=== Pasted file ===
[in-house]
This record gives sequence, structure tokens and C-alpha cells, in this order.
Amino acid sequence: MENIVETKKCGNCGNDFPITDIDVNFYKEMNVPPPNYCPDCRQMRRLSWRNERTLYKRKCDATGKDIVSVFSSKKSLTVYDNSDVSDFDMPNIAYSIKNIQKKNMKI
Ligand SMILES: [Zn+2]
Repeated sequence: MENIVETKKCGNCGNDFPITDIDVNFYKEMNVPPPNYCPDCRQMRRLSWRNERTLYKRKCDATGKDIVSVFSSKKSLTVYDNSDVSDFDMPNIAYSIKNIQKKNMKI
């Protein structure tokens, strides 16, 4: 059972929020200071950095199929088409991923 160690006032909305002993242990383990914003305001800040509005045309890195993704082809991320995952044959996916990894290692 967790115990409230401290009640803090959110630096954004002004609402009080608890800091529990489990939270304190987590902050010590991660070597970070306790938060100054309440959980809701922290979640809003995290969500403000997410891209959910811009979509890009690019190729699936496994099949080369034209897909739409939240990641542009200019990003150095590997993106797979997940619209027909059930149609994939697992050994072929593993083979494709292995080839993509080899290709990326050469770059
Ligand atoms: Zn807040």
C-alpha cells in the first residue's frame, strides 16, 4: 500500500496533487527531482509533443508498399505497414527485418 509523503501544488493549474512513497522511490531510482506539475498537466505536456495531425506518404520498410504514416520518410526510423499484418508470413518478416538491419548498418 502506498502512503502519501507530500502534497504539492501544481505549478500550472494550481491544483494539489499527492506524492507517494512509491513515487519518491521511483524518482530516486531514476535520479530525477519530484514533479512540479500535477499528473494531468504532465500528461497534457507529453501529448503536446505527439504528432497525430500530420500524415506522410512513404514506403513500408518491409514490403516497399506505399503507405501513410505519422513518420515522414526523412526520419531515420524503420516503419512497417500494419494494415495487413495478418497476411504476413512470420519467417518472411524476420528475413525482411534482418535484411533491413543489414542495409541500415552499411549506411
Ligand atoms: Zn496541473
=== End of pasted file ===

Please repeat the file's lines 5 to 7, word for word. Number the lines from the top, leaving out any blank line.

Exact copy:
Repeated sequence: MENIVETKKCGNCGNDFPITDIDVNFYKEMNVPPPNYCPDCRQMRRLSWRNERTLYKRKCDATGKDIVSVFSSKKSLTVYDNSDVSDFDMPNIAYSIKNIQKKNMKI
């Protein structure tokens, strides 16, 4: 059972929020200071950095199929088409991923 160690006032909305002993242990383990914003305001800040509005045309890195993704082809991320995952044959996916990894290692 967790115990409230401290009640803090959110630096954004002004609402009080608890800091529990489990939270304190987590902050010590991660070597970070306790938060100054309440959980809701922290979640809003995290969500403000997410891209959910811009979509890009690019190729699936496994099949080369034209897909739409939240990641542009200019990003150095590997993106797979997940619209027909059930149609994939697992050994072929593993083979494709292995080839993509080899290709990326050469770059
Ligand atoms: Zn807040």